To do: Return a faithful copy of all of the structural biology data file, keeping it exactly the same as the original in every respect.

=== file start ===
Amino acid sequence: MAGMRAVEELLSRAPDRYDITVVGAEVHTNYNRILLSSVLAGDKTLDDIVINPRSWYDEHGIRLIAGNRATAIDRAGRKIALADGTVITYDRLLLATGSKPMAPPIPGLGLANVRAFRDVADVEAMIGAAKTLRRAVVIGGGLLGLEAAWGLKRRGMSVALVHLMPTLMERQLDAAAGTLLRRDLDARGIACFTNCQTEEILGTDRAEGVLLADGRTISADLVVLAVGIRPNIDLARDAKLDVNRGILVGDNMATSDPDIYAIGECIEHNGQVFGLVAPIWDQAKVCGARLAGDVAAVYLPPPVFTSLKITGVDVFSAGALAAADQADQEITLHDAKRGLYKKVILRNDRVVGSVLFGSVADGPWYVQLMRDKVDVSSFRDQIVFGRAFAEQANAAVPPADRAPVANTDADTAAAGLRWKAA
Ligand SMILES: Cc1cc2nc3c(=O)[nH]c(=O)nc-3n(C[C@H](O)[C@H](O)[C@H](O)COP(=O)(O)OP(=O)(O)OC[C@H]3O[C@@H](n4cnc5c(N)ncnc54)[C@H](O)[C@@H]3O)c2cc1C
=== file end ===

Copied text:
Amino acid sequence: MAGMRAVEELLSRAPDRYDITVVGAEVHTNYNRILLSSVLAGDKTLDDIVINPRSWYDEHGIRLIAGNRATAIDRAGRKIALADGTVITYDRLLLATGSKPMAPPIPGLGLANVRAFRDVADVEAMIGAAKTLRRAVVIGGGLLGLEAAWGLKRRGMSVALVHLMPTLMERQLDAAAGTLLRRDLDARGIACFTNCQTEEILGTDRAEGVLLADGRTISADLVVLAVGIRPNIDLARDAKLDVNRGILVGDNMATSDPDIYAIGECIEHNGQVFGLVAPIWDQAKVCGARLAGDVAAVYLPPPVFTSLKITGVDVFSAGALAAADQADQEITLHDAKRGLYKKVILRNDRVVGSVLFGSVADGPWYVQLMRDKVDVSSFRDQIVFGRAFAEQANAAVPPADRAPVANTDADTAAAGLRWKAA
Ligand SMILES: Cc1cc2nc3c(=O)[nH]c(=O)nc-3n(C[C@H](O)[C@H](O)[C@H](O)COP(=O)(O)OP(=O)(O)OC[C@H]3O[C@@H](n4cnc5c(N)ncnc54)[C@H](O)[C@@H]3O)c2cc1C